A court intervention program is one which is primarily involved with the supervised provision of programs which individually or in combination deliver treatment, rehabilitation, behaviour management, or access to support services to address behavioural problems associated with substance abuse, gambling addiction or mental impairment [see Bail Act 1985 s 3; Sentencing Act 2017 (SA) s 5 for definition]. Participation in an intervention program is voluntary and a defendant must be willing to give consent to the assessment and monitoring procedures.
Problem-solving courts use the authority invested in them to provide and supervise therapeutic interventions designed to address criminogenic factors which are known to influence criminal behaviour. Problem-solving courts recognise and work collaboratively with other social science disciplines and community service providers in order to address broader social problems through the treatment of individual offenders. The courts aim to address social issues, such as the cost and impact of crime on the community and recidivism rates, through intervention that addresses the underlying causes of crime. This represents a shift from a traditional criminal court approach which focuses on the offence, and punishment of the offender.
Where criminal behaviour is repeated or habitual or where there is a relapse into criminal behaviour.
Restorative justice programs provide for mediated encounters between victims and offenders to allow the victim to address an offender about the impact that the offending has had upon him or her, and also to allow the offender to have an opportunity to take responsibility for his or her criminal behaviour. A further aim is for restoration. This may be achieved through discourse, an apology to the victim, or other means of making amends.
In 2004 the Adelaide Magistrates Court introduced a Restorative Justice Pilot Program as a post-plea and pre-sentence option for defendants. The program has since ceased operation. However, specialist courts such as the Aboriginal Court Day (also known as the Nunga Court) still incorporate restorative justice principles.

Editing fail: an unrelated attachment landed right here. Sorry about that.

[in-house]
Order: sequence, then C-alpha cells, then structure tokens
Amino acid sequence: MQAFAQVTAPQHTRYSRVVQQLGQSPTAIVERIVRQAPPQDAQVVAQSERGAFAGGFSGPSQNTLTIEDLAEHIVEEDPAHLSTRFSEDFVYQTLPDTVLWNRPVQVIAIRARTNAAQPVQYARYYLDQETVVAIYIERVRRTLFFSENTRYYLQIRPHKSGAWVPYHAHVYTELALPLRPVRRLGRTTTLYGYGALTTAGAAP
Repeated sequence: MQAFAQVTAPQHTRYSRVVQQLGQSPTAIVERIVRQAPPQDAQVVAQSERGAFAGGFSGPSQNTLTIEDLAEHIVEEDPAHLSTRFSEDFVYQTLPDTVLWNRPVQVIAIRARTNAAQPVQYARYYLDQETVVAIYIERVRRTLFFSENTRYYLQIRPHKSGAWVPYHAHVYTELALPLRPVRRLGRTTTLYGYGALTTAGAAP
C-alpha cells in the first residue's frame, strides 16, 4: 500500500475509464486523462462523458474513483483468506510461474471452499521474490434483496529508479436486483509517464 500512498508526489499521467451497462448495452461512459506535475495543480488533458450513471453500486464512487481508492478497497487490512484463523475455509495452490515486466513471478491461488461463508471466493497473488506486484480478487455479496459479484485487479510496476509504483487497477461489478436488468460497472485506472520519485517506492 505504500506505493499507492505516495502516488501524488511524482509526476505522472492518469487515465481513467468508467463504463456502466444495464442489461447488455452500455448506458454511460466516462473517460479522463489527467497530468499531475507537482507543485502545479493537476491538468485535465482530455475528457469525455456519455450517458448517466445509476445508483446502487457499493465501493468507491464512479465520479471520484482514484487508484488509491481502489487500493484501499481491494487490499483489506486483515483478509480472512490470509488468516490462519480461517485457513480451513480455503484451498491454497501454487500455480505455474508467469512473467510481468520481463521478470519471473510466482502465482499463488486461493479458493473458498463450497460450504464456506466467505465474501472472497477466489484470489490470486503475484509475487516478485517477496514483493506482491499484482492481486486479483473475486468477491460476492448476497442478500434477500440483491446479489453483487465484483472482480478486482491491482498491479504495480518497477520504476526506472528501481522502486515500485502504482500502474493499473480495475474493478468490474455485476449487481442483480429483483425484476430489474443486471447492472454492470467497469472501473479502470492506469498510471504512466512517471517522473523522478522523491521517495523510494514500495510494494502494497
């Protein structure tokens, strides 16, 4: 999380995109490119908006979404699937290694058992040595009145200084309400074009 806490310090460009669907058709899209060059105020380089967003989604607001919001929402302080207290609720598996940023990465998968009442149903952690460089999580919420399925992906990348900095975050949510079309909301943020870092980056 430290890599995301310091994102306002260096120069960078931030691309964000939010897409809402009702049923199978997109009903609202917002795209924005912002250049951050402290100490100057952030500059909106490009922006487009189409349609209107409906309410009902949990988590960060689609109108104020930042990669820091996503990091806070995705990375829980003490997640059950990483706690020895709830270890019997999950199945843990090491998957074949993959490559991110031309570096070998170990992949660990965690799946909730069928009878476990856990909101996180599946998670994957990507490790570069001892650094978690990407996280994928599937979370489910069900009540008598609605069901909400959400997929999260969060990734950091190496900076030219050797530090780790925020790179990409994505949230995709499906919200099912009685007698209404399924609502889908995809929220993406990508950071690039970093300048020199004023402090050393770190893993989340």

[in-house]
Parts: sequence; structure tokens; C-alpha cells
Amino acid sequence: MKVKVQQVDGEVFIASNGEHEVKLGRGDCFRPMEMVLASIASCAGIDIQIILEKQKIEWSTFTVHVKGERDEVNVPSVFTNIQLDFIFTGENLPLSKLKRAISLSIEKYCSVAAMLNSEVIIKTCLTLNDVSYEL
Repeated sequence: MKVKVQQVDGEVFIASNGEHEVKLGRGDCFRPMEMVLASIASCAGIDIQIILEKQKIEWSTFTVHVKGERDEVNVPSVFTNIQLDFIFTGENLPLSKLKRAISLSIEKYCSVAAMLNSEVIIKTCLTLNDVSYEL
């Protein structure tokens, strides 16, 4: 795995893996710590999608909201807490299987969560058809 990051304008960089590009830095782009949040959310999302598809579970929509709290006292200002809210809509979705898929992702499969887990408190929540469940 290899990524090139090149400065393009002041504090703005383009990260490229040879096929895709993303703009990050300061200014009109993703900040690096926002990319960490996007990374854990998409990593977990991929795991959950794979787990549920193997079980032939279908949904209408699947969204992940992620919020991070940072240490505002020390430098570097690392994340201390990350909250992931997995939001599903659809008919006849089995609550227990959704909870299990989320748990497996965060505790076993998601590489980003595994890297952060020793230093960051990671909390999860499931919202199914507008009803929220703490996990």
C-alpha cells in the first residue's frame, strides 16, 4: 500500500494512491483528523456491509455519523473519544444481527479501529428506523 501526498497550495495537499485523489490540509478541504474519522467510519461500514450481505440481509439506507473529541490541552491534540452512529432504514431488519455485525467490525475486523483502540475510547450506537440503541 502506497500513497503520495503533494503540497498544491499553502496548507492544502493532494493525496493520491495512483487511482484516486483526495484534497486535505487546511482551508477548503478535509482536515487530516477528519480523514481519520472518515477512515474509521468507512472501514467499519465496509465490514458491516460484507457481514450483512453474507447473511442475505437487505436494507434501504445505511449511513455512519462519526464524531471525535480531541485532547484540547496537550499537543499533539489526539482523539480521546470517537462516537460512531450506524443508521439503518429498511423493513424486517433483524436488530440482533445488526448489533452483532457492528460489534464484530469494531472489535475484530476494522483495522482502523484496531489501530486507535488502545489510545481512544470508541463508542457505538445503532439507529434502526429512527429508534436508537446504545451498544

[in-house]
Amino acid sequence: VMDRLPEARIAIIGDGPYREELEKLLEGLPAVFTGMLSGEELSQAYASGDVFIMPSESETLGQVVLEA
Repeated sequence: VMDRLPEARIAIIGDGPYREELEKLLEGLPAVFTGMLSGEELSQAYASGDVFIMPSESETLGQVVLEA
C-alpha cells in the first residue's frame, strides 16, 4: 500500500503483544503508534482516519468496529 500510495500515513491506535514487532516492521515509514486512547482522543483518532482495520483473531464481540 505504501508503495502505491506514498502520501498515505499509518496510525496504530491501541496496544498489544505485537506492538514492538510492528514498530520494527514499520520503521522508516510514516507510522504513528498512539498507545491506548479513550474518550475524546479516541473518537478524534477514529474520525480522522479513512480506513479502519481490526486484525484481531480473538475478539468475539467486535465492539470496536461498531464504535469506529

The concept of therapeutic jurisprudence originated from mental health law research conducted in the United States. The research concluded that the legal system is capable of causing anti-therapeutic or therapeutic outcomes for all participants. Interactions within the legal system impact on the physical, emotional and psychological wellbeing of all participants, and the impact can be either positive or negative. Recognising that a court is uniquely in a position to positively influence the lives of those people who appear before it, proponents of therapeutic jurisprudence are mindful of the wellbeing of all courtroom participants, and advocate for court procedures and processes which are likely to enhance therapeutic outcomes.
The adoption of the principles of therapeutic jurisprudence by members of the legal system has resulted in cooperation between courts and social science disciplines (psychology, psychiatry, criminology and social work) to explore how the reform of courts and court processes can enhance therapeutic outcomes. This has provided the impetus for many innovative court developments, such as drug courts and community courts, and has led to an exploration of more effective sentencing options, including more emphasis on offender rehabilitation.
The Bail Act 1985 (SA) and the Sentencing Act 2017 (SA) specifically provide for bail to allow a defendant to undertake assessment for, and participation in, an intervention program. The relevant provisions are outlined below [see also Bail chapter].